Page 15, 7th August 1936

7th August 1936
Page 15
Page 15, 7th August 1936 — EARLY ENGLISH PRINTING Treasure Trove in Book Padding

Report an error

Noticed an error on this page?
If you've noticed an error in this article please click here to report it.


Locations: Manchester, London, Rome, Paris, Oxford


Related articles

Farewell To Brian Brindley

Page 14 from 10th August 2001

A Newman Omnibus

Page 3 from 15th February 1957

Decline Of Mysticism

Page 2 from 17th January 1958

An Elizabethan Scholar-printer John Fowler's Centenary

Page 17 from 25th March 1937

Early Printing In India On Show

Page 8 from 22nd December 1978

EARLY ENGLISH PRINTING Treasure Trove in Book Padding

By NEWHALL DAVIS During the recent renovation of a few of the oldest volumes in the libraries of certain Oxford colleges, some extremely early, and interesting specimens of Early English printing were found. When those books were bound it was the custom to pad the backs and sides with what was at that time regarded as waste paper, principally cuttings and, at times, even whole sheets of earlier printed matter.

The first " find " was made by stripping a book belonging to Queen's College library. Tucked away in the rotting vellum binding was a printed Indulgence granted by Pope Alexander VI, and dated February 2nd, 1499.

Experts have satisfied themselves that this Indulgence was printed by Richard Pynson, who began to print books in London in 1493. Later, he became the King's Printer.

At about the same time that the Queen's College volume yielded its treasure, a Missal, dated 1512, was being renovated at Balliol, and, here again, hidden in the old binding, was found an almost complete copy of another Indulgence, issued by Pope Julius II, for the purpose of raising the ransom money for some Christians held prisoners by the Turks. In Oriel College Library, on the binding of a book printed in Paris in 1519, there has been found the lower half of an Indulgence in English granted by Pope Leo X in favour of the Hospital and Confraternity of the Holy Ghost at Rome, and also bearing the imprint of Richard Pynson.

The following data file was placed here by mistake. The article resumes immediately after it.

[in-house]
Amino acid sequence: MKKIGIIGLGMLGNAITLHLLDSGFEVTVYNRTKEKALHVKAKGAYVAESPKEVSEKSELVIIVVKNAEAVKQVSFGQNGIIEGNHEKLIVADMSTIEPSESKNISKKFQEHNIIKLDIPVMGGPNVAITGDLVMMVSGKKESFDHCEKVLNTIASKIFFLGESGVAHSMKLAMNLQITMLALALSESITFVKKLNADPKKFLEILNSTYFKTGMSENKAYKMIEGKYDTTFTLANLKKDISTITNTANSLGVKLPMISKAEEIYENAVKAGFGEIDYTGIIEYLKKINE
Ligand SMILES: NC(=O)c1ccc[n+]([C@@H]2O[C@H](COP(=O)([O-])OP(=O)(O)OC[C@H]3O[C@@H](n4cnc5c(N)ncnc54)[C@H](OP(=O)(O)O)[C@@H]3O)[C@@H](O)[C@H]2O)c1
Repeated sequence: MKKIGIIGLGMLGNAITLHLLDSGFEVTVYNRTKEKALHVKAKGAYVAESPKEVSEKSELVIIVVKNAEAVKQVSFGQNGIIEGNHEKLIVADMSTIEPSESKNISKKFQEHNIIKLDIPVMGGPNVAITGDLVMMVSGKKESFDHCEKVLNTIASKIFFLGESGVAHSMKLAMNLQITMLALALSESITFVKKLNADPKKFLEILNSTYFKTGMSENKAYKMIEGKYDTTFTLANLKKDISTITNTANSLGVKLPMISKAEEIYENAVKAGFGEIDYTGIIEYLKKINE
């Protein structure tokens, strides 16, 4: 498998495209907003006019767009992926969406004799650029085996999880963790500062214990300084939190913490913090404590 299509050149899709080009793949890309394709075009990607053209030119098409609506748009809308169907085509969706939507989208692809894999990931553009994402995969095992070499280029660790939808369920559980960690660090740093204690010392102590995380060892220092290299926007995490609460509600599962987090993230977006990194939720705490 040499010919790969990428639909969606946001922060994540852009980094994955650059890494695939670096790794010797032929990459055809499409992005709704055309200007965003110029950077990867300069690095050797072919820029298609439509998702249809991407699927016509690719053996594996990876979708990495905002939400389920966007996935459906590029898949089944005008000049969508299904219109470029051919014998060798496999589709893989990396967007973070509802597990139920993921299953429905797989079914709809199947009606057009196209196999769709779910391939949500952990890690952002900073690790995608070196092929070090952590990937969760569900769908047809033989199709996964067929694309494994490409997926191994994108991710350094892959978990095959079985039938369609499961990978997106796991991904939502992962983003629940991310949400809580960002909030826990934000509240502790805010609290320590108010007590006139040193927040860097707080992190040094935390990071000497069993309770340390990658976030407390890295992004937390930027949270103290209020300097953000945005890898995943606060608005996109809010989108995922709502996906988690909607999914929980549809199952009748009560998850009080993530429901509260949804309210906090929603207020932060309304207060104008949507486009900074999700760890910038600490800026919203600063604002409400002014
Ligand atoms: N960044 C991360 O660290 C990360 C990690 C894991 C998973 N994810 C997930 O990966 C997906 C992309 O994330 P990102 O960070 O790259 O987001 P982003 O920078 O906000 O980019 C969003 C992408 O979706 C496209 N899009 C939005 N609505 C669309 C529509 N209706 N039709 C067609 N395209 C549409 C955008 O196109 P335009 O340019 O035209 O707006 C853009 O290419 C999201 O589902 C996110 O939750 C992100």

Immediately prior to these discoveries, an important find was made at the Record Office, London. A piece of brown vellum found there, almost rotting and full of holes, proved to be the earliest piece of printing in England to which a date can be assigned. It was an Indulgence, issued by John Sant, Abbot of the Benedictine Monastery at Abingdon, to Henry Langley and his wife on December 13th, 1476.

Until this discovery, the earliest date connected with any known English piece of printing by Caxton was his English translation of extracts from Latin and Greek authors in the wonderful John Rylands Library in Manchester. The finding of the Indulgence proves that printing began in England not in 1477, but in 1476, within ten weeks after Caxton had come home from the Low Countries.

The Indulgence found at the Record Office is a broadside printed in Latin, and not a book, so that the controversy as to which was the first book printed in England in the English language is not affected one way or the other.


The Catholic Social Guild Year Book for 1936 will be ready for distribution and sale shortly.

The book should help to take us all forward in practical study of the Encyclical we only wish that it had been possible earlier than this year, to provide for the need which it will meet.

Old Amplefordians

The Old Amplefordians cricket week beginning on August 16, includes a full programme. On Sunday and Monday, they will meet the Royal Tank Corps; on Tuesday, Lymington; Wednesday, Blandford; Thursday, Poole Park; Friday, Downton;

and Saturday, South Wilts. The headquarters of the club will be at the Hotel Metropole, Bournemouth.

blog comments powered by Disqus